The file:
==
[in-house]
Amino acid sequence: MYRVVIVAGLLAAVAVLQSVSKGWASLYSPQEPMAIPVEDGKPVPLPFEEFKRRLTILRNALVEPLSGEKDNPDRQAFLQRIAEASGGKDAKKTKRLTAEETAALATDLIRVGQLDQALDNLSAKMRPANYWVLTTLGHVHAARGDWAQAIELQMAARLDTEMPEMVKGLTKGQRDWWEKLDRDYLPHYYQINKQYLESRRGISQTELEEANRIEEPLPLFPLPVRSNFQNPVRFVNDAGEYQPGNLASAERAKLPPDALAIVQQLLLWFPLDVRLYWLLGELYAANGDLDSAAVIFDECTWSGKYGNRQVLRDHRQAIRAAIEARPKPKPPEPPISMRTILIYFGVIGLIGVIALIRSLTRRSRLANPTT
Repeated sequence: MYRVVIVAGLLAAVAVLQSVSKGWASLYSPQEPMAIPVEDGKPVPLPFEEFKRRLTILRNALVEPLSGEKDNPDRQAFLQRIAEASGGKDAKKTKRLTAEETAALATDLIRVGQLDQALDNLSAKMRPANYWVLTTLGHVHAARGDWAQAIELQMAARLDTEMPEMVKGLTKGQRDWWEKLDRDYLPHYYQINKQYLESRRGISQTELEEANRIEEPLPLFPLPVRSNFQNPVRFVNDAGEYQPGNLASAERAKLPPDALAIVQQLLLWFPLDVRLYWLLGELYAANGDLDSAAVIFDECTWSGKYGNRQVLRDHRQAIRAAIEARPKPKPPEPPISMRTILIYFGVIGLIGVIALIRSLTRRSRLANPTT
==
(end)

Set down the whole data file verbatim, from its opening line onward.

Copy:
[in-house]
Amino acid sequence: MYRVVIVAGLLAAVAVLQSVSKGWASLYSPQEPMAIPVEDGKPVPLPFEEFKRRLTILRNALVEPLSGEKDNPDRQAFLQRIAEASGGKDAKKTKRLTAEETAALATDLIRVGQLDQALDNLSAKMRPANYWVLTTLGHVHAARGDWAQAIELQMAARLDTEMPEMVKGLTKGQRDWWEKLDRDYLPHYYQINKQYLESRRGISQTELEEANRIEEPLPLFPLPVRSNFQNPVRFVNDAGEYQPGNLASAERAKLPPDALAIVQQLLLWFPLDVRLYWLLGELYAANGDLDSAAVIFDECTWSGKYGNRQVLRDHRQAIRAAIEARPKPKPPEPPISMRTILIYFGVIGLIGVIALIRSLTRRSRLANPTT
Repeated sequence: MYRVVIVAGLLAAVAVLQSVSKGWASLYSPQEPMAIPVEDGKPVPLPFEEFKRRLTILRNALVEPLSGEKDNPDRQAFLQRIAEASGGKDAKKTKRLTAEETAALATDLIRVGQLDQALDNLSAKMRPANYWVLTTLGHVHAARGDWAQAIELQMAARLDTEMPEMVKGLTKGQRDWWEKLDRDYLPHYYQINKQYLESRRGISQTELEEANRIEEPLPLFPLPVRSNFQNPVRFVNDAGEYQPGNLASAERAKLPPDALAIVQQLLLWFPLDVRLYWLLGELYAANGDLDSAAVIFDECTWSGKYGNRQVLRDHRQAIRAAIEARPKPKPPEPPISMRTILIYFGVIGLIGVIALIRSLTRRSRLANPTT